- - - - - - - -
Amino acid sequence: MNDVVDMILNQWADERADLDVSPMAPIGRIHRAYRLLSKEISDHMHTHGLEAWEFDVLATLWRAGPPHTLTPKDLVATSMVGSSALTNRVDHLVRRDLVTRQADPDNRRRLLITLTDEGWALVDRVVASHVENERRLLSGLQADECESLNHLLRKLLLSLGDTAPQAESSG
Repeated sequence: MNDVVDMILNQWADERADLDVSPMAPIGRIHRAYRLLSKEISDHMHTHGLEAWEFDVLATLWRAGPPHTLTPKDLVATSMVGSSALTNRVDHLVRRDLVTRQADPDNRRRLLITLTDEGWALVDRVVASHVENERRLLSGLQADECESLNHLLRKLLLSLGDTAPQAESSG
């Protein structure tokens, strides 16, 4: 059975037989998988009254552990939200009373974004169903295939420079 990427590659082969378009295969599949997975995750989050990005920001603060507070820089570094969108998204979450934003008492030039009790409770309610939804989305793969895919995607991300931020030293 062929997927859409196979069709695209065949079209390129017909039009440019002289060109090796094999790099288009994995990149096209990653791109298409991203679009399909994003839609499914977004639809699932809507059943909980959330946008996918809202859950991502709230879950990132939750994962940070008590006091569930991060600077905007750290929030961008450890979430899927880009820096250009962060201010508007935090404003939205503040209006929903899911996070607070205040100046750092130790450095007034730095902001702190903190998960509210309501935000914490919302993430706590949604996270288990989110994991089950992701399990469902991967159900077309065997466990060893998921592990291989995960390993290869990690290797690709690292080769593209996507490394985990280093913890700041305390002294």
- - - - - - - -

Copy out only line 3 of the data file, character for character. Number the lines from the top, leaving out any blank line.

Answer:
């Protein structure tokens, strides 16, 4: 059975037989998988009254552990939200009373974004169903295939420079 990427590659082969378009295969599949997975995750989050990005920001603060507070820089570094969108998204979450934003008492030039009790409770309610939804989305793969895919995607991300931020030293 062929997927859409196979069709695209065949079209390129017909039009440019002289060109090796094999790099288009994995990149096209990653791109298409991203679009399909994003839609499914977004639809699932809507059943909980959330946008996918809202859950991502709230879950990132939750994962940070008590006091569930991060600077905007750290929030961008450890979430899927880009820096250009962060201010508007935090404003939205503040209006929903899911996070607070205040100046750092130790450095007034730095902001702190903190998960509210309501935000914490919302993430706590949604996270288990989110994991089950992701399990469902991967159900077309065997466990060893998921592990291989995960390993290869990690290797690709690292080769593209996507490394985990280093913890700041305390002294």